Book - 2018
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In 1940, eighteen-year old Juliet Armstrong is reluctantly recruited into the world of espionage. Sent to an obscure department of MI5 tasked with monitoring the comings and goings of British Fascist sympathizers, she discovers the work to be by turns both tedious and terrifying. But after the war has ended, she presumes the events of those years have been relegated to the past forever. Ten years later, now a radio producer at the BBC, Juliet is unexpectedly confronted by figures from her past. A different war is being fought now, on a different battleground, but Juliet finds herself once more under threat. A bill of reckoning is due, and she finally begins to realize that there is no action without consequence.
Publisher: London : Doubleday, 2018
ISBN: 9780857525888
Branch Call Number: FIC
Characteristics: 336 pages ; 24 cm


From Library Staff

10 years after Juliet Armstrong worked in a branch of MI5 transcribing the correspondence of Nazi sympathizers, she comes to realize that no actions are without their consequences.

10 years after Juliet Armstrong worked in a branch of MI5 transcribing the correspondence of Nazi sympathizers, she comes to realize that no actions are without their consequences. For fans of historical fiction.

Try this if you enjoy "Outlander" and historical fiction.

Try this if you liked Amor Towles. 10 years after Juliet Armstrong worked in a branch of MI5 transcribing the correspondence of Nazi sympathizers, she comes to realize that no actions are without their consequences.

From the critics

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Mar 01, 2021

Found this book very surprising, all the twists and turns, loved the characters and the reader (in the audiobook) was perfect! Definitely worth a read if you enjoy historical espionage fiction :)

Feb 11, 2021

Some very good lines but basically not my cup of tea.

Sep 25, 2020

Karen Lieneke Recommendation

Jun 02, 2020

As a previous reviewer very cleverly noted, Kate Atkinson has certainly read her John LeCarré. Some character names are lifted straight out of his novels, as is the depiction of Toby/Hazeldine (his last scene is George Smiley if ever there was one). But the master of spy fiction does not write plot twists for twists' sake. If you write the whole novel from only one character's point of view, then pulling a twist ending out of the hat is simply cheating the reader. No, there are no clues to it no matter how many times you reread the earlier pages. The wartime sections make for a good historical description of a little known intelligence operation, no more that that. But the peacetime sections are just plainly boring.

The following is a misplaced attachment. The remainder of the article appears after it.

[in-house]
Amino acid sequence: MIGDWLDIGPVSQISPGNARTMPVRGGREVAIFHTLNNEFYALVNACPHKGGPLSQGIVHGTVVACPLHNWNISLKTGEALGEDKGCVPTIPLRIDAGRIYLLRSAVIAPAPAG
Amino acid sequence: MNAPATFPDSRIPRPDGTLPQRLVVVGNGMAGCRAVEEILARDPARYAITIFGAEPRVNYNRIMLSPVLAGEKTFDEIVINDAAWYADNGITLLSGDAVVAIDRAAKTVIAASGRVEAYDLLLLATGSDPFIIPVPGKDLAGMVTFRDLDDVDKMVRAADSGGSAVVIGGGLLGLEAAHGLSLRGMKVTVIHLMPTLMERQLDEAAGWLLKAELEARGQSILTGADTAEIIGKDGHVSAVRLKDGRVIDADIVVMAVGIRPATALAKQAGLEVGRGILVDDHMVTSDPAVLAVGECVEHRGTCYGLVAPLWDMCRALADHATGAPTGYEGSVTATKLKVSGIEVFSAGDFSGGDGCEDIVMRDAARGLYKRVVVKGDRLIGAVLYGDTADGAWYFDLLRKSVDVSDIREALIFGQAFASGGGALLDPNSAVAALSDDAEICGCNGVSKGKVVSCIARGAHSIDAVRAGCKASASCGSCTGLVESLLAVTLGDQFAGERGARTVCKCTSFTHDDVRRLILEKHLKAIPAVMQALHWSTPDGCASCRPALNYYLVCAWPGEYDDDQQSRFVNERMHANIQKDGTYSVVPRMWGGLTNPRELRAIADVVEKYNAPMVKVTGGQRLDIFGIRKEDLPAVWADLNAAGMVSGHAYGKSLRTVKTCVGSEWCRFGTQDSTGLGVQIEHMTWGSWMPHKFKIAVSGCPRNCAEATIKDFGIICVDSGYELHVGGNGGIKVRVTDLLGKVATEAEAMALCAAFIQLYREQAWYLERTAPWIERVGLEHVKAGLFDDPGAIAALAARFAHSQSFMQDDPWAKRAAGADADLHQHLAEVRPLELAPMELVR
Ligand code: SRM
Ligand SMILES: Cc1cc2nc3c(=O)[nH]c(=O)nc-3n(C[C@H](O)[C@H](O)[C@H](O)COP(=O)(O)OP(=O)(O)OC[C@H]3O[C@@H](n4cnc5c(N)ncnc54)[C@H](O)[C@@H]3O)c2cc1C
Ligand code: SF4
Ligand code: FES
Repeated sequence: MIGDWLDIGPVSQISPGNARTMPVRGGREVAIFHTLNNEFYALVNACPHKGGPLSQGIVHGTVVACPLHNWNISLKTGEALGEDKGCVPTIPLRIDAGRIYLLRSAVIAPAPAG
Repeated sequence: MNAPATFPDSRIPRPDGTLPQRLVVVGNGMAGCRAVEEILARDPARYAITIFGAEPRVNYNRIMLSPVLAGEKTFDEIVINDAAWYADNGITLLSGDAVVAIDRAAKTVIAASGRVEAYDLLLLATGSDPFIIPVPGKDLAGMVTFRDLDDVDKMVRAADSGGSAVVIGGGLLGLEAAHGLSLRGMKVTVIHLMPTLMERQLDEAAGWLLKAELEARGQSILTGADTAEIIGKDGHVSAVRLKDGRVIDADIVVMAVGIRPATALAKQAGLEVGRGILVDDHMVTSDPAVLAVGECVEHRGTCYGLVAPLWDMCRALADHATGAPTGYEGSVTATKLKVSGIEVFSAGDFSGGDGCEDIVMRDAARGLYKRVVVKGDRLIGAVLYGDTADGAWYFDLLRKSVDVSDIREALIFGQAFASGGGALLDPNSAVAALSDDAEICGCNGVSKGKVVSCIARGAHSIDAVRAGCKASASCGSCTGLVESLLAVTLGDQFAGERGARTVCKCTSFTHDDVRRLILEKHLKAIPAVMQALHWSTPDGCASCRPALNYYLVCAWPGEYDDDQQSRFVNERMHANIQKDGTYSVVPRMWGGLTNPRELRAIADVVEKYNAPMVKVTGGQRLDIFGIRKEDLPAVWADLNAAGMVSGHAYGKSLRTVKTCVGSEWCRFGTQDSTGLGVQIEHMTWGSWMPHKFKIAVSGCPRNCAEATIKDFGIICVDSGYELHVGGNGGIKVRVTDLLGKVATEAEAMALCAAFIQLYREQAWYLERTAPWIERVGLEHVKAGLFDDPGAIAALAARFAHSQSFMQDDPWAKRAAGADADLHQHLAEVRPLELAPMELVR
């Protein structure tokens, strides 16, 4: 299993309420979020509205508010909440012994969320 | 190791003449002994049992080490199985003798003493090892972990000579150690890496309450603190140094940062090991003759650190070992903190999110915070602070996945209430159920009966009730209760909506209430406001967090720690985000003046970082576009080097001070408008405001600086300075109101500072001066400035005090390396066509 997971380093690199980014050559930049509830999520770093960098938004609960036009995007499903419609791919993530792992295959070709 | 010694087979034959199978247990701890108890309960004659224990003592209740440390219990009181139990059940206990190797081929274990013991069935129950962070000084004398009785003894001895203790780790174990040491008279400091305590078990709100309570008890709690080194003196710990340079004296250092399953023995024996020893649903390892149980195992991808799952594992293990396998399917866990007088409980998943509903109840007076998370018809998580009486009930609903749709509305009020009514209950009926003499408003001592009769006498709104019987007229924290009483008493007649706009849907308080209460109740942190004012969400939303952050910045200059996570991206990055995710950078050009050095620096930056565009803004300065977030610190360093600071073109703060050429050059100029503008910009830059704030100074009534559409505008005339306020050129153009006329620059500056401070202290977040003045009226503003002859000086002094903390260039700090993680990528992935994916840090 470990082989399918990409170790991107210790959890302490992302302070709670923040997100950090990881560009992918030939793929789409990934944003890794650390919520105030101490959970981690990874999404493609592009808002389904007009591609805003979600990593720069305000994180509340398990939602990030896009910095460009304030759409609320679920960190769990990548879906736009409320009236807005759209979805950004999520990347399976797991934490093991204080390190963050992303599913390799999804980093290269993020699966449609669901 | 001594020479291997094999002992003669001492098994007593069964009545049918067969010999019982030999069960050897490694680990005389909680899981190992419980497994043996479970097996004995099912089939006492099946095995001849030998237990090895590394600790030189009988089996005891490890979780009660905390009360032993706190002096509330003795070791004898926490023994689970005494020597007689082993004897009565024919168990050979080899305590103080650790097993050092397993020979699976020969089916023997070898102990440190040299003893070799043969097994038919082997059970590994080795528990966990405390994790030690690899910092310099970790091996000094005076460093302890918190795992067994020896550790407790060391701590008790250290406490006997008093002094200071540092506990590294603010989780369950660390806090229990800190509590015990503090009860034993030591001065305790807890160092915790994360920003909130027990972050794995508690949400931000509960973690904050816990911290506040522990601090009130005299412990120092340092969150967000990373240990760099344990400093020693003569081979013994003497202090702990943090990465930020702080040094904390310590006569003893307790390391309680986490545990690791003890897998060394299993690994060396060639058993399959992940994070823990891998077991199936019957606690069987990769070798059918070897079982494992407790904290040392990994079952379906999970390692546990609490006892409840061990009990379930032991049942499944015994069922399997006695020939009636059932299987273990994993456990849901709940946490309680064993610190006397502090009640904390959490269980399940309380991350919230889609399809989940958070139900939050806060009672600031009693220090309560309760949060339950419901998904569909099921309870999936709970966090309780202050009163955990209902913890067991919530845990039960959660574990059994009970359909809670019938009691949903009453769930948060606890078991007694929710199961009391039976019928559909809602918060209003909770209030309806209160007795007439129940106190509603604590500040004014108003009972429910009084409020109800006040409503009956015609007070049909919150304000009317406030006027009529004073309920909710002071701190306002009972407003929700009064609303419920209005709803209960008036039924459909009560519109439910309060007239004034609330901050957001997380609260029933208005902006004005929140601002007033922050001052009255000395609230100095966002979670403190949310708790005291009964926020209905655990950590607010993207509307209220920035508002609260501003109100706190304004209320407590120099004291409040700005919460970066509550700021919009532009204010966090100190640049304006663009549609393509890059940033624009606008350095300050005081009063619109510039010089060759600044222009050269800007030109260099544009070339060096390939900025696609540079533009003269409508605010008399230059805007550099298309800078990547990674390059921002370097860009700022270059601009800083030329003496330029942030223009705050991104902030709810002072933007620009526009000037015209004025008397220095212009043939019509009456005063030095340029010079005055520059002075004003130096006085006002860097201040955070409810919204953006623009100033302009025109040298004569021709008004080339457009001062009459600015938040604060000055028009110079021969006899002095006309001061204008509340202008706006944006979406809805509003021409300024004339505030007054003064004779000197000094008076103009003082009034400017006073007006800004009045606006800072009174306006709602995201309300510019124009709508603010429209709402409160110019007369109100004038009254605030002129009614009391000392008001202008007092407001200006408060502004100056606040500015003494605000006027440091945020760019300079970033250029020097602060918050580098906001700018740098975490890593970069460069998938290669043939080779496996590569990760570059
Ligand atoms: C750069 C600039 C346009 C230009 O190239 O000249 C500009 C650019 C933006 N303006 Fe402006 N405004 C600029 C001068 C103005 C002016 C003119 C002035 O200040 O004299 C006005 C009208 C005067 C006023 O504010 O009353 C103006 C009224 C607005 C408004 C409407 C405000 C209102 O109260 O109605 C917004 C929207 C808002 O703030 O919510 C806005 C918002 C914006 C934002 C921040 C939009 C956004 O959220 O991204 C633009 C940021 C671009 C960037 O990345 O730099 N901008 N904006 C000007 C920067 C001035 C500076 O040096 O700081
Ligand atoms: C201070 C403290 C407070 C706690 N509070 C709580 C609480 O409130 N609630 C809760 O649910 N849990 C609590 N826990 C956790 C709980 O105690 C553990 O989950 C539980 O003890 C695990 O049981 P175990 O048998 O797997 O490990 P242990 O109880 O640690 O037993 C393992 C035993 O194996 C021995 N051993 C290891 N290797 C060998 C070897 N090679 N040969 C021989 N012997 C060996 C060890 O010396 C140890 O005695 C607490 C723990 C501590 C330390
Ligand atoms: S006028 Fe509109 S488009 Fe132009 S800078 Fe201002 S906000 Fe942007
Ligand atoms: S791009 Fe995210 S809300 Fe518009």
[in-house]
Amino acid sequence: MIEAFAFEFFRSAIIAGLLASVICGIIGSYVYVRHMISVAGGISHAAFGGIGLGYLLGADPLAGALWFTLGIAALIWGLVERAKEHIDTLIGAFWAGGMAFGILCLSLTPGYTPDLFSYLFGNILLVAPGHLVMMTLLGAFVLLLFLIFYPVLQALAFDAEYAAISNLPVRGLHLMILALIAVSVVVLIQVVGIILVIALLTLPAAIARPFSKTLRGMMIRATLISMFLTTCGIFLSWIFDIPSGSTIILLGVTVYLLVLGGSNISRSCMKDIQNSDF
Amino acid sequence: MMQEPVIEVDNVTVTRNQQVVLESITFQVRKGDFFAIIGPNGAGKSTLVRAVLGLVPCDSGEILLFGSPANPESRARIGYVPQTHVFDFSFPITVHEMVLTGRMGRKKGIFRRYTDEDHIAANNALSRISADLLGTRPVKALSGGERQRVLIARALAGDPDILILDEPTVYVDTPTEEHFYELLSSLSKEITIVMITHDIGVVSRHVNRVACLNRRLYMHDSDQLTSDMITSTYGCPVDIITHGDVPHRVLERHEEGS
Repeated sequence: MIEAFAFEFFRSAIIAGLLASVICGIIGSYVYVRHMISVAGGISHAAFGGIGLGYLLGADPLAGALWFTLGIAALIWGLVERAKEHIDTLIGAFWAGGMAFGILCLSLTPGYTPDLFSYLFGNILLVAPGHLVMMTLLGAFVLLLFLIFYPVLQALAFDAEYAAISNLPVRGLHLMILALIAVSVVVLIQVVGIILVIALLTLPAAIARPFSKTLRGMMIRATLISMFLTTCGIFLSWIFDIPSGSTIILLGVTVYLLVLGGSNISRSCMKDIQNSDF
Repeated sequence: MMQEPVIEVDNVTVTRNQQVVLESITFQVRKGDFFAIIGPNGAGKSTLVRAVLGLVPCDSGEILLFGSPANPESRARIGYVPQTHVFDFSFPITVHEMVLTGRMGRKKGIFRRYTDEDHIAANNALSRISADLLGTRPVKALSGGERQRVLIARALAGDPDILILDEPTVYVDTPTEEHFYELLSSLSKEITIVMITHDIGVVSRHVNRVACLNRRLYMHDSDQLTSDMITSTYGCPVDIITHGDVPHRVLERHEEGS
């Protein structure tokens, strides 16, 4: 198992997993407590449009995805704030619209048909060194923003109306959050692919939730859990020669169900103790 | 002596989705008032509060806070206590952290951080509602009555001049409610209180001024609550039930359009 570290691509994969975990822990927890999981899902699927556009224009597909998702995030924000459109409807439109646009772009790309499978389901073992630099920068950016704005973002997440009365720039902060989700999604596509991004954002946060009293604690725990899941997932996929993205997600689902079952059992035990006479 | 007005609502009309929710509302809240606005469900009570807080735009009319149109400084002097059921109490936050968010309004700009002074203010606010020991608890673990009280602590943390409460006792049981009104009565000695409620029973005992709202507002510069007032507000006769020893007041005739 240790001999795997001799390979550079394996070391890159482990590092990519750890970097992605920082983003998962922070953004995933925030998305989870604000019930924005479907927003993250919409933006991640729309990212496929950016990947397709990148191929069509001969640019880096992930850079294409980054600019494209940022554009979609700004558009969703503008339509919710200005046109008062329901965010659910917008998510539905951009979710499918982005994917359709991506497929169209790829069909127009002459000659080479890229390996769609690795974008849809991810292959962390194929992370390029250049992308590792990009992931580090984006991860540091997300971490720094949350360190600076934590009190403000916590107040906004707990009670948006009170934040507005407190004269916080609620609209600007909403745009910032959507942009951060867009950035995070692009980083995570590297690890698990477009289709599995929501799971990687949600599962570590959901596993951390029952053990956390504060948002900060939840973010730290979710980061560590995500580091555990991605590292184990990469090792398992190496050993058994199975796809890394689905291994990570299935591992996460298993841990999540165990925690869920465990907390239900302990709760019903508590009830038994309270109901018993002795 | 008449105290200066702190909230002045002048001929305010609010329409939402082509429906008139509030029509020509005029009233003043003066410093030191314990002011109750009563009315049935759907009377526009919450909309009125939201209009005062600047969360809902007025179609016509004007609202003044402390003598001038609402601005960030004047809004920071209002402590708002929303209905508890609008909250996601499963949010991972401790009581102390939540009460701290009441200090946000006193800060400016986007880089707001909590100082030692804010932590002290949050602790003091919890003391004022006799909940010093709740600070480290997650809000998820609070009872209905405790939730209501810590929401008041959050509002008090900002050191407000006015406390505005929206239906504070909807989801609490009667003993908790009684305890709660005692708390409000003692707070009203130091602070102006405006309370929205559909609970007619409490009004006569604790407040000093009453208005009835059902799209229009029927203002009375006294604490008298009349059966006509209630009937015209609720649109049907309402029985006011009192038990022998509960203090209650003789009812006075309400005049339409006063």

Mar 02, 2020

Not what I expected but a very enjoyable read.

Jan 20, 2020

Adding my voice to the other readers who enjoyed Atkinson's approach to her young protagonist, who like one of the readers commented, eventually learned to trust no one. There's a definite value to reading the book rather than using the audio format; you'll likely need to refer back for the clues to understand the final few pages.

Definitely worth the read even for those of us that typically don't select historical novels.

Oct 31, 2019

WW II Britain

Aug 18, 2019

I have a question - did anyone notice the clues to the surprise ending?
I listened to the audiobook and completely missed them.
Is it worth reading it on the page to find the clues?

Aug 15, 2019

This was my introduction to the author, and I was impressed. I am not much of a historical fiction fan, but this novel might have changed my mind. I found the story interesting, and the protagonist was great, witty in introspection and in her interactions with others. As she learns about the spy game during WWII and shortly thereafter, so too, does the reader. Distinctly British in setting and place, I even liked looking up the odd phrases that turn up. We learn that the first rule of the spy game is to trust no one, and it is the motif of the entire plot line.
I understand that the author has a lot of books published, and I'm going to start looking for them.

seowen Jul 25, 2019

Set in World War II the main character Juliet's dry wit and humour is a draw as the clerical Juliet turns spy. This imaginative tale of historical fiction jumps from 1940 to 1950 showing the effects of one's past on one's present. In the last part of the book Juliet is forced to confront her reality and the effects of her spying in a way that disrupts the pacing and shocks the reader, the intended affect of the author I think. The ending was a shocker, their were no hints within the book of its conclusion.

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Jul 22, 2019

“Do not equate nationalism with patriotism... Nationalism is the first step on the road to Fascism.”

ArapahoeStaff26 Dec 18, 2018

"She wished she could see her son one last time... Tell him that nothing mattered and that that was a freedom, not a burden." - last page of book


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Aug 09, 2019

Lots of readers have commented on this novel, so I'll try to be brief. I am not usually a fan of history novels, but MI5 in WWII captured my attention. I thoroughly enjoyed the action, the two time lines, the drama and intrigue. The first rule of spying is do not trust anyone, and this book is wrought with distrust, all the way to the end. But the best part of this novel is the witty, sardonic comments by the protagonist- "Reader I did not marry him" being just a singular example. This was my first Kate Atkinson exposure and I admire her writing style. It says a lot that her afterward was every bit as enjoyable as the novel itself. I plan to investigate her other works soon.

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